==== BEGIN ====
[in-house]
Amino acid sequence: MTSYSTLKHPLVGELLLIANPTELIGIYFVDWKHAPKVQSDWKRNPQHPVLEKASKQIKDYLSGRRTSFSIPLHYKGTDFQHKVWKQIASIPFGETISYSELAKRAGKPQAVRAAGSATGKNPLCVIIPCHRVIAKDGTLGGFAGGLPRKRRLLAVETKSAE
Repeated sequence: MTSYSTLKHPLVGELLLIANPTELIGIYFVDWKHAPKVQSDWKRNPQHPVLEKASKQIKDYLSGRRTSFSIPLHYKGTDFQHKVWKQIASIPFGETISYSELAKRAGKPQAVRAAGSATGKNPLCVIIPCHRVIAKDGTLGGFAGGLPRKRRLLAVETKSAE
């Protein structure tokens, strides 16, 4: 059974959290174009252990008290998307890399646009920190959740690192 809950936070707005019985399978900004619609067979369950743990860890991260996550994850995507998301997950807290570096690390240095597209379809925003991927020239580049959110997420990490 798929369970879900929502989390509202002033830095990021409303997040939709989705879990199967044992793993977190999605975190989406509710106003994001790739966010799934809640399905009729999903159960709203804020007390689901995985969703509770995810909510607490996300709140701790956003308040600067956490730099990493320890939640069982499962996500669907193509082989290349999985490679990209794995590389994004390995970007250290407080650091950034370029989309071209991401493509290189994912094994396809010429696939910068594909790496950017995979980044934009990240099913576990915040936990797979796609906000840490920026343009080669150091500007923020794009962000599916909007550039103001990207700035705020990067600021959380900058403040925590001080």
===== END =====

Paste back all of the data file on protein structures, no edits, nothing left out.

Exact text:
[in-house]
Amino acid sequence: MTSYSTLKHPLVGELLLIANPTELIGIYFVDWKHAPKVQSDWKRNPQHPVLEKASKQIKDYLSGRRTSFSIPLHYKGTDFQHKVWKQIASIPFGETISYSELAKRAGKPQAVRAAGSATGKNPLCVIIPCHRVIAKDGTLGGFAGGLPRKRRLLAVETKSAE
Repeated sequence: MTSYSTLKHPLVGELLLIANPTELIGIYFVDWKHAPKVQSDWKRNPQHPVLEKASKQIKDYLSGRRTSFSIPLHYKGTDFQHKVWKQIASIPFGETISYSELAKRAGKPQAVRAAGSATGKNPLCVIIPCHRVIAKDGTLGGFAGGLPRKRRLLAVETKSAE
């Protein structure tokens, strides 16, 4: 059974959290174009252990008290998307890399646009920190959740690192 809950936070707005019985399978900004619609067979369950743990860890991260996550994850995507998301997950807290570096690390240095597209379809925003991927020239580049959110997420990490 798929369970879900929502989390509202002033830095990021409303997040939709989705879990199967044992793993977190999605975190989406509710106003994001790739966010799934809640399905009729999903159960709203804020007390689901995985969703509770995810909510607490996300709140701790956003308040600067956490730099990493320890939640069982499962996500669907193509082989290349999985490679990209794995590389994004390995970007250290407080650091950034370029989309071209991401493509290189994912094994396809010429696939910068594909790496950017995979980044934009990240099913576990915040936990797979796609906000840490920026343009080669150091500007923020794009962000599916909007550039103001990207700035705020990067600021959380900058403040925590001080």